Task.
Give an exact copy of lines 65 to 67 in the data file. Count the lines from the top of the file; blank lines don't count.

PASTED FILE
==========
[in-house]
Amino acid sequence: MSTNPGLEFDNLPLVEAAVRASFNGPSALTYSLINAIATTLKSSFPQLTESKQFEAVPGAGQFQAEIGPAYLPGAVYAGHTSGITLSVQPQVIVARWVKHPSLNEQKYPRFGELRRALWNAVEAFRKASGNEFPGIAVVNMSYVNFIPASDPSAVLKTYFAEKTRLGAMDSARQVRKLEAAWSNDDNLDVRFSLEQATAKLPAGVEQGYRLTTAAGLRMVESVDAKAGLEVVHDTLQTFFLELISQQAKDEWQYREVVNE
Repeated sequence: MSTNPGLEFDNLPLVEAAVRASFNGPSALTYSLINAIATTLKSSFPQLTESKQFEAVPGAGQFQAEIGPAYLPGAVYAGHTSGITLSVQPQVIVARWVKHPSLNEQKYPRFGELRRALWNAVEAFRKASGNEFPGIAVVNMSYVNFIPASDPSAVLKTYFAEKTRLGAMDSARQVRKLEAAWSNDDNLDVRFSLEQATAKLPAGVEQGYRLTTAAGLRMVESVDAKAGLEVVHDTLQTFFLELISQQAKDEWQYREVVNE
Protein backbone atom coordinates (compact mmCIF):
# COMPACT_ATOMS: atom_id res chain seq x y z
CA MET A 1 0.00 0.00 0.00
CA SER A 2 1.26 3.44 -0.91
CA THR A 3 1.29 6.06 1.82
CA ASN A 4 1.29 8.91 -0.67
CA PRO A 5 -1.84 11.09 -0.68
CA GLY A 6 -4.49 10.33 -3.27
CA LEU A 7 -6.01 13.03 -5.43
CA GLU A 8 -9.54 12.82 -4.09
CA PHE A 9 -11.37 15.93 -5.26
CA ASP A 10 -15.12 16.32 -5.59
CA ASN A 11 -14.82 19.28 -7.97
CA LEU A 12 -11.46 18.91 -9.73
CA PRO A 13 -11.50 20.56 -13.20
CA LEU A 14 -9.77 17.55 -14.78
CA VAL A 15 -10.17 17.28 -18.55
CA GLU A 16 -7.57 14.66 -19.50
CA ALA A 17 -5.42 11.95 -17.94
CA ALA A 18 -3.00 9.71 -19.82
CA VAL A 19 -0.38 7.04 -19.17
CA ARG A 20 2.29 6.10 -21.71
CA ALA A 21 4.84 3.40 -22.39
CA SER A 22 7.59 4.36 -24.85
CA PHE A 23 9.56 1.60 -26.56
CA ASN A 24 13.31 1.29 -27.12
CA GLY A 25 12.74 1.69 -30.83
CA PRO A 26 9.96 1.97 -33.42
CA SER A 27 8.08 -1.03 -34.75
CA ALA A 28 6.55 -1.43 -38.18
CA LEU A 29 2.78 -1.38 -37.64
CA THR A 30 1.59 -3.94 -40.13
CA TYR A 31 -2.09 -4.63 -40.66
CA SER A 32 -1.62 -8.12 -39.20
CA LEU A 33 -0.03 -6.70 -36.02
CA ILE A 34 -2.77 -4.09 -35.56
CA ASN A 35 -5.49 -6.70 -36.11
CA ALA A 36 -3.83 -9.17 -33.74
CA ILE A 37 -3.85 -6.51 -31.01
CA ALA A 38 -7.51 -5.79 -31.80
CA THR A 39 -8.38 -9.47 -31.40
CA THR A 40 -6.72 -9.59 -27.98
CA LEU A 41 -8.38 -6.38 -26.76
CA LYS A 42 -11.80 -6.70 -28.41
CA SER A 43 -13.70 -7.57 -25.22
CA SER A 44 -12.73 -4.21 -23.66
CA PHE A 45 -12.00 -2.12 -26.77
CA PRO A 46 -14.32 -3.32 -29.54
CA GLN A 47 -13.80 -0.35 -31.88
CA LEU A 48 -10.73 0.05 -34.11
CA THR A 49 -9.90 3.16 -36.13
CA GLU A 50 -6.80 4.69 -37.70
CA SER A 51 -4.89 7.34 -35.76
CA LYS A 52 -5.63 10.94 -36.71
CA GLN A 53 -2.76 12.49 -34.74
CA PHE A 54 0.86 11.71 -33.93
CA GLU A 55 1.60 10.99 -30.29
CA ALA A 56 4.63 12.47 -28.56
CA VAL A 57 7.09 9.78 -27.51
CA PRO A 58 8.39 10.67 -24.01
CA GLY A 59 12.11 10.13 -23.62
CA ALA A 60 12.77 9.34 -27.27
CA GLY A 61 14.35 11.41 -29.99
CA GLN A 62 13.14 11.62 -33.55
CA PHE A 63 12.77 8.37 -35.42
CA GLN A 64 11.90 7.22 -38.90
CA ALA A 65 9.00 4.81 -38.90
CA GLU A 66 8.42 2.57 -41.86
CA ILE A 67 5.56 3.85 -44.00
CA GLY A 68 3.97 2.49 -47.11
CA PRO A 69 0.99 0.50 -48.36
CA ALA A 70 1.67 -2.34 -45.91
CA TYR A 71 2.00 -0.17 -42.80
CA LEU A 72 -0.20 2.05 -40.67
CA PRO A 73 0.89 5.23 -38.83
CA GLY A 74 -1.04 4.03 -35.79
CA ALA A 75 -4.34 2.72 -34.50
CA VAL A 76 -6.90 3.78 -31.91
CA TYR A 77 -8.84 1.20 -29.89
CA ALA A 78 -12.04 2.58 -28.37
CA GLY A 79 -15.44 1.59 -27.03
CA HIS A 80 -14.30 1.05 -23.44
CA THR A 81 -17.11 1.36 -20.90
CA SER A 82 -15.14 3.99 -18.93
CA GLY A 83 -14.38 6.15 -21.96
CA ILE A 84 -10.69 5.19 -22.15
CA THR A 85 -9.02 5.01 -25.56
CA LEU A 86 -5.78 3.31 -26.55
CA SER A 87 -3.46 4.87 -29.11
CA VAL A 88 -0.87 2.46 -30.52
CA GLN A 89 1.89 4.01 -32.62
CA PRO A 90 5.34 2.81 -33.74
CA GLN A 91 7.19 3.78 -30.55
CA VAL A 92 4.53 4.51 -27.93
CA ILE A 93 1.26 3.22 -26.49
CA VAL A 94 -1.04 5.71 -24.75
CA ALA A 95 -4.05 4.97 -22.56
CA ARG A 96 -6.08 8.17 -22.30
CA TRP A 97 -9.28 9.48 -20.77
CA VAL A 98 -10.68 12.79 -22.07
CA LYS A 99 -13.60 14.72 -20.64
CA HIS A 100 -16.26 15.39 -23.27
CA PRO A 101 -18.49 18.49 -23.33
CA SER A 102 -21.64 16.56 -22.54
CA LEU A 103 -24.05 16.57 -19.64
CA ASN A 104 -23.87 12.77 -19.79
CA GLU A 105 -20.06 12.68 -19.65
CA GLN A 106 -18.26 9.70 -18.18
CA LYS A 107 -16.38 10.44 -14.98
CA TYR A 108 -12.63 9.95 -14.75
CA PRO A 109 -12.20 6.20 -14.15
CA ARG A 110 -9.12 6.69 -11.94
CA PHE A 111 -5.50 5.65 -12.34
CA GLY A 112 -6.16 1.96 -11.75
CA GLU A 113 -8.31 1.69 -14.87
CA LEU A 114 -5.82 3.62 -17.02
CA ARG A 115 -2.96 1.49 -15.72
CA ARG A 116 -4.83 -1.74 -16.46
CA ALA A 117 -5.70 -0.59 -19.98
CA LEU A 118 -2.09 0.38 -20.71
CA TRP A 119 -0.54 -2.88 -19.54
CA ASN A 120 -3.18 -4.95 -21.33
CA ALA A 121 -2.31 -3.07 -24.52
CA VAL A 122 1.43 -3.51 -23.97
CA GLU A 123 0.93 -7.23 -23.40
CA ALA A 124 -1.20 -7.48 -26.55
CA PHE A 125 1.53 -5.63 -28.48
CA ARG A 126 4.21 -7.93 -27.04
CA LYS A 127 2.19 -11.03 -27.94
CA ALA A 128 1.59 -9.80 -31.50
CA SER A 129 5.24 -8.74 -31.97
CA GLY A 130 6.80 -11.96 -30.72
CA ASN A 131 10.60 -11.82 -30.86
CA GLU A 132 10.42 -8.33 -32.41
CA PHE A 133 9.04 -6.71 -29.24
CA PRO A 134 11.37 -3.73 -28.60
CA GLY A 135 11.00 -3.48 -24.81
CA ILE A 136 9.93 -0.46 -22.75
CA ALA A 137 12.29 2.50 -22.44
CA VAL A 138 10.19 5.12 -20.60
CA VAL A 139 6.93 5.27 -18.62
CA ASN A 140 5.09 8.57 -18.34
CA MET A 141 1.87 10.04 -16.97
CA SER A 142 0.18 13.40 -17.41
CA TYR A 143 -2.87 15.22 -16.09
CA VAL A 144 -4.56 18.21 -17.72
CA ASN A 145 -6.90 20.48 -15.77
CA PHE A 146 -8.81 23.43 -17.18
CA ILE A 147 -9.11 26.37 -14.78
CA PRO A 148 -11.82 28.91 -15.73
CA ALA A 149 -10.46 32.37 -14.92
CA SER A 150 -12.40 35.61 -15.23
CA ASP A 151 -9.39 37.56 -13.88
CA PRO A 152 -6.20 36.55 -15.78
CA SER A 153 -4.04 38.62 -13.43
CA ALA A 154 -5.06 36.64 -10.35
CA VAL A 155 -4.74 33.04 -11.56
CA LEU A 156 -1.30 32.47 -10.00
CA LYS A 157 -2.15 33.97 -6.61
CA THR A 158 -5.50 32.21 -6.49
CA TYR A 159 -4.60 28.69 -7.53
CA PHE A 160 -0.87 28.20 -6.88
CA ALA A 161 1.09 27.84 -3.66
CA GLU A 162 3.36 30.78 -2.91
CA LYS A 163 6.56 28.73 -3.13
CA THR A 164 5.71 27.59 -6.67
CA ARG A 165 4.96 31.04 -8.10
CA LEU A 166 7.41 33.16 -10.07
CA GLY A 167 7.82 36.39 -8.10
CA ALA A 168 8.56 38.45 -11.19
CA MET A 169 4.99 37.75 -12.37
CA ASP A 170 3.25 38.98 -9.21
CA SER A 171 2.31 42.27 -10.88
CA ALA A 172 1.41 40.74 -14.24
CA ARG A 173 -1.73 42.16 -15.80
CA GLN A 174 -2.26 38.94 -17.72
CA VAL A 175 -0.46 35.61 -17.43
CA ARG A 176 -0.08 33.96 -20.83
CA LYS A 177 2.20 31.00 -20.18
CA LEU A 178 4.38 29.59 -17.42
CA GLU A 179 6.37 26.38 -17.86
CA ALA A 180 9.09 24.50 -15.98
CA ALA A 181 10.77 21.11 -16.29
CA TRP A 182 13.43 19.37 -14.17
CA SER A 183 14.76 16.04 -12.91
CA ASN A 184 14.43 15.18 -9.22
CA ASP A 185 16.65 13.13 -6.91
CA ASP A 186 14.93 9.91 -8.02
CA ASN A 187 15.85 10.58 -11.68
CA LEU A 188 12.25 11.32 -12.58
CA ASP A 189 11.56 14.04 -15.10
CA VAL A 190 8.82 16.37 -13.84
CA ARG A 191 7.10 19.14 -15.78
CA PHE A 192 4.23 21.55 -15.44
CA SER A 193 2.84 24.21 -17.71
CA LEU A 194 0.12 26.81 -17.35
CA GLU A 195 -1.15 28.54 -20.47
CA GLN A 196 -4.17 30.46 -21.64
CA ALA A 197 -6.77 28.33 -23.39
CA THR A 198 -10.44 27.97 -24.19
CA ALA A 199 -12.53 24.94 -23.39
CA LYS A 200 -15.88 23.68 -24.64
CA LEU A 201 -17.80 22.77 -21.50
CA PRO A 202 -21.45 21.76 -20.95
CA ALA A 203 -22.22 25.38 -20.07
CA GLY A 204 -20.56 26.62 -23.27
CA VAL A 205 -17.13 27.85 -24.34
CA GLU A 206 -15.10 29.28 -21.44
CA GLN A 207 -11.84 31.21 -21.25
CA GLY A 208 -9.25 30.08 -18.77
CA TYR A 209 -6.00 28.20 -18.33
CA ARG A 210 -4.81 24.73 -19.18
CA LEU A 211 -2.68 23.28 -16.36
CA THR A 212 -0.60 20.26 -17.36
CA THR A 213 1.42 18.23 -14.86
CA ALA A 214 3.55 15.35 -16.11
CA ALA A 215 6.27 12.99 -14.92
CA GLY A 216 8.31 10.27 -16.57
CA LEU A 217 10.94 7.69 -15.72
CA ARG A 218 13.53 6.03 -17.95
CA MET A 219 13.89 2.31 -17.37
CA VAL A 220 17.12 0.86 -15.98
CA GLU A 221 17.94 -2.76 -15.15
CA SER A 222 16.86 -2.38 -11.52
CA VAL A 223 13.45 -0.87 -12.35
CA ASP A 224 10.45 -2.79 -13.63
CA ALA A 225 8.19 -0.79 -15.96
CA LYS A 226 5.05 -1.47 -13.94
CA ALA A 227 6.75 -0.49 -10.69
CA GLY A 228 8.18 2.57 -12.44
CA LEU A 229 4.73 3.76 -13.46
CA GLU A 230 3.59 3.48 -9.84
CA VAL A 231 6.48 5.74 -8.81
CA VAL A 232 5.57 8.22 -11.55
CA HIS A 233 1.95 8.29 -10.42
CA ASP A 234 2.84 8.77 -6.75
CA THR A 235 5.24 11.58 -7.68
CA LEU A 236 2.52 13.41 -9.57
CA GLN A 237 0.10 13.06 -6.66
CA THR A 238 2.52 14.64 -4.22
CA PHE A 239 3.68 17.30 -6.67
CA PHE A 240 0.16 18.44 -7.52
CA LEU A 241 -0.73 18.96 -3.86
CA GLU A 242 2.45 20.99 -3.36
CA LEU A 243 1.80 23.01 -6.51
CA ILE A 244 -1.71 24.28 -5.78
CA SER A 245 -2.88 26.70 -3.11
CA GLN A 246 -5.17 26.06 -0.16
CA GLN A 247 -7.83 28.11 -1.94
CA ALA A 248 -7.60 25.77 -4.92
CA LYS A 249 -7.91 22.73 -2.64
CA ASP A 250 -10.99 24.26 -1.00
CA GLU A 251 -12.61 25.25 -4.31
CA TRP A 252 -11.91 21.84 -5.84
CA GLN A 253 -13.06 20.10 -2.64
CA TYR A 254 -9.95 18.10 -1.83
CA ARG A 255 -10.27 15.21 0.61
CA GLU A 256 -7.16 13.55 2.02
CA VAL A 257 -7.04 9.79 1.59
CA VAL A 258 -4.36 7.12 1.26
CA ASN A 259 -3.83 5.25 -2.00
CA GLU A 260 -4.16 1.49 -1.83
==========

CA ALA A 60 12.77 9.34 -27.27
CA GLY A 61 14.35 11.41 -29.99
CA GLN A 62 13.14 11.62 -33.55